Jump Up and Down

When I put myself down into the seat of the rocking chair, I fail to miss the purple nerf ball that rests on the pillow. Oh, and same for the maroon colored dress sticking out of the plastic shopping bag next to it. But whatever, the day is old and my energy is waning.

John is jumping on the bed. Up. Down. Up. Down. I imagine what it looks like to see our house, the yellow light spilling from the windows to the darkness outside. Peaceful, except for the window with the little boy clad in blue volleying up and down.

Rosie brushes past me and sits down on a small plastic chair against the other window. She sets down a pair of pink slippers.

“In the white house,” she says, “it’s a rule to not jump on the bed.”

I sit up. That’s interesting. A rule to not jump on the bed.

“Did you hear about those monkeys, eh Rosie?” I ask. “About the jumping on the bed.”

“Yes, they bounced on their heads.”

“Rosie,” John says, in midair. “No, its not that way. Its not that those monkeys were jumping. No. Those monkeys, they were jumping too high. They were jumping like this.”

John then jumps really high and does a jack knife back on to the mattress.

That’s gotta hurt, right?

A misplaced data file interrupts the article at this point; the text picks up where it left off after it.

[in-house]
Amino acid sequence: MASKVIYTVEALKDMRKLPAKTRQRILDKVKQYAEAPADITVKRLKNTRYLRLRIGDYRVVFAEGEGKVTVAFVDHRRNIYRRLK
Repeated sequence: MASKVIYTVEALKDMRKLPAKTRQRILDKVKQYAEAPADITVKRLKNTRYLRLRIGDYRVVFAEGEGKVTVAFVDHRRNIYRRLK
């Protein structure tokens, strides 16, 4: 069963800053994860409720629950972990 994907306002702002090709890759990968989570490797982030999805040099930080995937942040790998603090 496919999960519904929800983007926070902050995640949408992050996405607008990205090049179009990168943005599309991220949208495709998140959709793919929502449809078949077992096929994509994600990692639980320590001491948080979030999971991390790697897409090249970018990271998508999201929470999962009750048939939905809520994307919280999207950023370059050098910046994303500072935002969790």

“I am glad that you do not jump, John,” says Rosie.

“No, Rosie, those monkeys were flipping around, too.”

John elevates, twists, and extends his body with his arms narrowly against his side. He lands flat on his back. The springs propel him up.

Rosie crunches her eye brows. She raises her hand, points a finger, and speaks again.

“John, I am glad that you do not jump on the bed, John,” Rosie repeats.

John gets off the bed. He turns and stands on the small small circular trampoline, about 30 inches in diameter, that we keep in his room. He bounces once, then leans forward and springs into a forward twist, arms tucked around his knees, in a 360 degree circle. He lands in a perfect cannonball. Bam!

I spring out of the chair. “Let’s brush teeth!”

No one follows me. I hesitate at the door to our hallway bathroom. I can hear more commotion. I turn and go back into John’s room. They are both jumping.

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